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Gratitude & Happiness

To Taste, or Not To Taste?

on April 23, 2015

T  is for Taramasalata (or Taramosalata.)

Mediterranean food has some wonderful dishes – the aroma of spices, such as oregano, combined with some pure olive oil and lemon makes my mouth water. Sometimes with family and friends, I will celebrate a special occasion at our favourite Greek restaurant. I almost always order the chicken souvlaki with roasted potatoes and greek salad,  and finished off with baklava, a sliver of walnut pastry oozing in honey for desert. My favourite! 😛 As we sit and enjoy our meals, we often discuss trying saganaki, a cheese dish that is set on fire, but none of us are brave enough. I have tried gyros, keftedes, moussaka, and spanakopita and found them very enjoyable. I tend to shy away from the ‘fishier’ dishes, though. Calamari and octopus give me the creeps. Perhaps that is also why I have never tried the dip known as taramasalata.

What is taramasalata?

  • From the Modern Greek for tarama,meaning ‘cod’s roe’ and salata meaning ‘salad.’
  • Greek dip or paste, served as an appetizer.
  • Creamy beige or pale pink in colour, depending on the roe used.
  • Made from: roe of either grey mullet, smoked cod, or sometimes carp.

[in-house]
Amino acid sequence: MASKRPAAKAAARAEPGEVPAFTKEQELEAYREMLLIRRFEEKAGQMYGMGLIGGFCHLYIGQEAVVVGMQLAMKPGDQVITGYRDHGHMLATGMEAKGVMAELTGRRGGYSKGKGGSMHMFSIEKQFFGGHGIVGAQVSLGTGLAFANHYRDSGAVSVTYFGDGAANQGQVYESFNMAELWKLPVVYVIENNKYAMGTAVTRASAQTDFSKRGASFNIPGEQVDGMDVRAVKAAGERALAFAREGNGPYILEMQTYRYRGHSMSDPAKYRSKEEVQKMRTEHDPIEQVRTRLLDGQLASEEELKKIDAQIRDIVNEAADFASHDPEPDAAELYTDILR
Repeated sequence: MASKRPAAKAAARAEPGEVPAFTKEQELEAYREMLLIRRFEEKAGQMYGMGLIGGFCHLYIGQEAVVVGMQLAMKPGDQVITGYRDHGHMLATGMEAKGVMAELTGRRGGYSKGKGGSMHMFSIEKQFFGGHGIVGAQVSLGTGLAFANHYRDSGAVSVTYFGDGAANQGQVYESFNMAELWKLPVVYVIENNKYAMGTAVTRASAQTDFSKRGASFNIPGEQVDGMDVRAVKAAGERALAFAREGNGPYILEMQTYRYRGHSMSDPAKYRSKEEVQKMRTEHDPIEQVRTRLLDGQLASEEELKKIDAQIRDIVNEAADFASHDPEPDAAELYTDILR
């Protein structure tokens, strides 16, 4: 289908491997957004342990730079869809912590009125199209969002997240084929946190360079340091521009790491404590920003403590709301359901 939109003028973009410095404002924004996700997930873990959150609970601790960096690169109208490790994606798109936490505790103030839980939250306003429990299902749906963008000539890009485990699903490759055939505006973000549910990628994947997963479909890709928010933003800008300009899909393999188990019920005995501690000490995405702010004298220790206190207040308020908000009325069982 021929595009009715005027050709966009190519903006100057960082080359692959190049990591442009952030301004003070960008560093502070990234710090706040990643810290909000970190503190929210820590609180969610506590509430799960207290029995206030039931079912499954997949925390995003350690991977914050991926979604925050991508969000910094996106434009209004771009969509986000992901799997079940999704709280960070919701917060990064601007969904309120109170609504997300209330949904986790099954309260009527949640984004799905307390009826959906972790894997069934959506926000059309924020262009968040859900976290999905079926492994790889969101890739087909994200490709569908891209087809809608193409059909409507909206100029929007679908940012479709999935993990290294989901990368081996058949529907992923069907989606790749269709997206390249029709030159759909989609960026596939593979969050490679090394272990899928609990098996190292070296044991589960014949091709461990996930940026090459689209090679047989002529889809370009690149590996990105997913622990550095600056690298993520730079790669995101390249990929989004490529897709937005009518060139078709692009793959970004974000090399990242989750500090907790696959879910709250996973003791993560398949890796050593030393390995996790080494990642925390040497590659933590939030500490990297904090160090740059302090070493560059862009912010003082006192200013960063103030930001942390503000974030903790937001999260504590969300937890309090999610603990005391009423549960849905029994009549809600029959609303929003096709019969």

• Mixed with bread crumbs, lemon juice, and olive oil.
  • Sometimes vinegar, onion, and/or milk are added. Mashed potato can be substituted for bread.

A Caveat – some mass produced taramasalata found in stores can appear overly bright pink because it has been dyed.

Greekfood.com tells a wonderful story about the origins of the spread, giving it a sense of place in the home and includes a recipe, here:

http://greekfood.about.com/od/dipsspreadspures1/r/taramosalata.htm

For your entertainment and another recipe, please enjoy this video:

Sources:

http://dictionary.reference.com/browse/taramasalata
http://www.oxforddictionaries.com/definition/english/taramasalata
http://en.wikipedia.org/wiki/Taramasalata

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